Attending to the basis of why I turned to gardening through the pandemic


Karla Sinclair shares how the pandemic brought her back to her roots and blossomed into a new hobby – gardening.

“A little dirt has never harmed anyone” – a sentence that I have found more and more appropriate over the past 15 months.

The coronavirus pandemic has spawned a new generation of gardening enthusiasts, myself included, as we faced little things that distracted us from using the outdoors.

The polytunnel.

I’m 20 now – soon to be 21 – and grew up in the Aberdeenshire countryside with my family for 16 years.

I was surrounded by forests, fields, and little else to do but make my own fun, whether it be biking, paddling in nearby streams, or trying to build caves and tree houses with just a few logs and some string.

I have so many fond memories of my childhood, but when I was 16 I moved to the “big city” – aka Aberdeen.

new chapter

I had reached a new phase in my life where I loved walking to a number of stores and being close to transport links, which gave me endless options in where to venture.

It was a big change from my childhood home where for those who couldn’t drive (which I was part of at the time) you had to walk about 90 minutes to get to the nearest store.

Union Street, Aberdeen.

This became the “new norm” for me and I adapted to city life relatively quickly. But when the news of the pandemic came and Scotland was locked down, I decided that it would be best for me to go back to the outskirts and start living with my family again.

Back to the country

I could tell you that I was hesitant about moving home, but that would be a lie.

I once again welcomed home cooked dinners daily – something I considered a luxury when living alone – with a lot more space and the ability to see my family and closest friends more regularly (while respecting coronavirus restrictions, of course).

The plants are watered daily.

And because of the high temperatures we experienced in Scotland last summer, I wanted to spend more time outdoors. I am sure a lot of people would agree.

Given that my father had a polytunnel installed in our garden a few years ago, I thought it was the right time to develop my green thumb.

Sometimes you don’t realize what’s in front of you, and I’ve been a victim of it for some time when it comes to the tunnel.

The polytunnel

The tunnel is 12 feet wide by 25 feet long, so there’s plenty of room to grow an array of fruits, vegetables, and herbs.

My family and I have experimented by growing a few different items from the past year, but also sticking to some firm favorites.

Tomato plants.

These include potatoes, lettuce, cucumber apples (a type of cucumber grown in New Zealand that resembles a green apple), spring onions, parsnips, red onion chilli, mint, basil, rosemary and thyme, all of which were planted in March.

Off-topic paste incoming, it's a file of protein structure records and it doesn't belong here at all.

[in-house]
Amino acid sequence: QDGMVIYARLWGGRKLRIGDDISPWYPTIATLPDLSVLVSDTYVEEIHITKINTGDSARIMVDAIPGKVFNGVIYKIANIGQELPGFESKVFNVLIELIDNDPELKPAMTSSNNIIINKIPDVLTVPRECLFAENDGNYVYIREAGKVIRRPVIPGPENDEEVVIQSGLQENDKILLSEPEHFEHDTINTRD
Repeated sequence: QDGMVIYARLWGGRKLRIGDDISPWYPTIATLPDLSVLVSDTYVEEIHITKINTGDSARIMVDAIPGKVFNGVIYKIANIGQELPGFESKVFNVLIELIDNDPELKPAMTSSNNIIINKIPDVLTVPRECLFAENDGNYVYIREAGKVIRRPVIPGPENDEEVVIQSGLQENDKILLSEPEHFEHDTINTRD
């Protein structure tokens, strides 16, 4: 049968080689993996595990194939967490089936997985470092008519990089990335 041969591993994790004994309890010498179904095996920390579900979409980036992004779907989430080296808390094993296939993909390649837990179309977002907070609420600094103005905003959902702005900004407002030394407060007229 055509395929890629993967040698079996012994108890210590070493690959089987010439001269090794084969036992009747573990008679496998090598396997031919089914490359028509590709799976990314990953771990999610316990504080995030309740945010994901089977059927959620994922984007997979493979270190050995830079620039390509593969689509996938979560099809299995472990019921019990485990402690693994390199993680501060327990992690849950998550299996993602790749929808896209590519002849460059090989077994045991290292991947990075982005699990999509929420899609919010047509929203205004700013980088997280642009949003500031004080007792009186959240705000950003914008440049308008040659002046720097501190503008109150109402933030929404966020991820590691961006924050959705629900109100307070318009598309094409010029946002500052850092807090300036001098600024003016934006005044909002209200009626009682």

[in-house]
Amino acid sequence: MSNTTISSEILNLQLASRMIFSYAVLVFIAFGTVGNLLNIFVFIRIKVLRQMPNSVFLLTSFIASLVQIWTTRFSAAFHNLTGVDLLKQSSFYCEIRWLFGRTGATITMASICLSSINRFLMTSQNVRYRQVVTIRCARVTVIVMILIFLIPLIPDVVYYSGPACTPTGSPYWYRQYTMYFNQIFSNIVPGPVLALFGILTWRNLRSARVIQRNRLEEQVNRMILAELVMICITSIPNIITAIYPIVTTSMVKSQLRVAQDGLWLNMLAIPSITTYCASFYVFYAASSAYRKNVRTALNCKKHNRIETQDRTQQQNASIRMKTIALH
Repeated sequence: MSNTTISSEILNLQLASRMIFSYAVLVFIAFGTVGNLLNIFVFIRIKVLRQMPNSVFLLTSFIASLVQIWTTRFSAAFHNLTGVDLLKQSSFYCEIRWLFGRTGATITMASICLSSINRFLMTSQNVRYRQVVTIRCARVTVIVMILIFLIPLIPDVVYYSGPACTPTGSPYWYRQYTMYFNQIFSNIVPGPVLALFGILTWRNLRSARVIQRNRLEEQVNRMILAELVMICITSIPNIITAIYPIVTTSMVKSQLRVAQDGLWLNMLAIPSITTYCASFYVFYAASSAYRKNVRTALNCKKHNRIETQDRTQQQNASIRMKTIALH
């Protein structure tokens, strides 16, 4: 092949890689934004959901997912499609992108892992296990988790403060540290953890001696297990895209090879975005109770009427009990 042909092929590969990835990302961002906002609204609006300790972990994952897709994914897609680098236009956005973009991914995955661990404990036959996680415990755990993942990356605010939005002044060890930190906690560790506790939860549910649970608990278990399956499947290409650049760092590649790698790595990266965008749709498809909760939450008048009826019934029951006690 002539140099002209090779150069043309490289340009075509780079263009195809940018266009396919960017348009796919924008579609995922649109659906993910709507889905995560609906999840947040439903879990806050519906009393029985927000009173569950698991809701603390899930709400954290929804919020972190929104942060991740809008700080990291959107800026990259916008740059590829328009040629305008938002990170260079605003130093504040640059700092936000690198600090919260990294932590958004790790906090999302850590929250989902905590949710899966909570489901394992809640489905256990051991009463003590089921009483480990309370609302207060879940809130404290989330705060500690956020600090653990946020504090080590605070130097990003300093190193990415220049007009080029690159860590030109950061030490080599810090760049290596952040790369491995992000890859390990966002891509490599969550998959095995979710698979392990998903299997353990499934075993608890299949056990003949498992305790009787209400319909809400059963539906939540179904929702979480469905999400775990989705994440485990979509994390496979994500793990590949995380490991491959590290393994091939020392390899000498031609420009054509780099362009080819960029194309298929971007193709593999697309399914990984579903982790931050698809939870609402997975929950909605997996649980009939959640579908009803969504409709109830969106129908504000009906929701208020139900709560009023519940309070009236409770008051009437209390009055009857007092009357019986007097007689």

Strawberry and blueberry plants are also included in the mix, but do not need to be replanted annually. And our tomatoes were planted in January.

After being monitored and watered daily, we have seen flowers on almost every plant to date. You feel proud when you see everything take shape, no matter how long it takes.

We all look forward to doing everything when the time comes. Another major benefit of growing your own is the taste, which you cannot beat.

Mental health and wellbeing

I’m sure I’m speaking for many when I say the coronavirus pandemic has had a huge impact on our mental health.

Shops had to close – including sports venues, our workplaces, dining options, and more – and we had no choice but to adapt to the new normal of being limited to our homes.

At first I really believed that I would be back to work within a few weeks. But it quickly turned out that we were all involved in the long run.

Strawberry plants.

I was incredibly lucky to have my family by my side during the pandemic, but especially during the various lockdowns when no one outside of his household was allowed to catch up with friends and loved ones.

The first lockdown was when the polytunnel came into play, and I learned all about growing my own produce at home. It is certainly a learning process, but if I can, anyone can.

For a while I thought it was a pure panic hobby, but over time I started to enjoy putting on my gloves.

The polytunnel is 12 meters wide and 25 meters long.

It enabled me to escape, improved my mood, and eased my worries during an incredibly difficult time for people around the world.

I might be lucky enough to have a place like a polytunnel, but all you need is a windowsill for some plants.

Gardening was never something I could imagine, especially at this age, but here we are – and I’m grateful for that.

I look forward to sharing my next steps in my gardening journey with you soon.

Further information on self-cultivation …

Home Harvest: Growing our own produce is rooted during the pandemic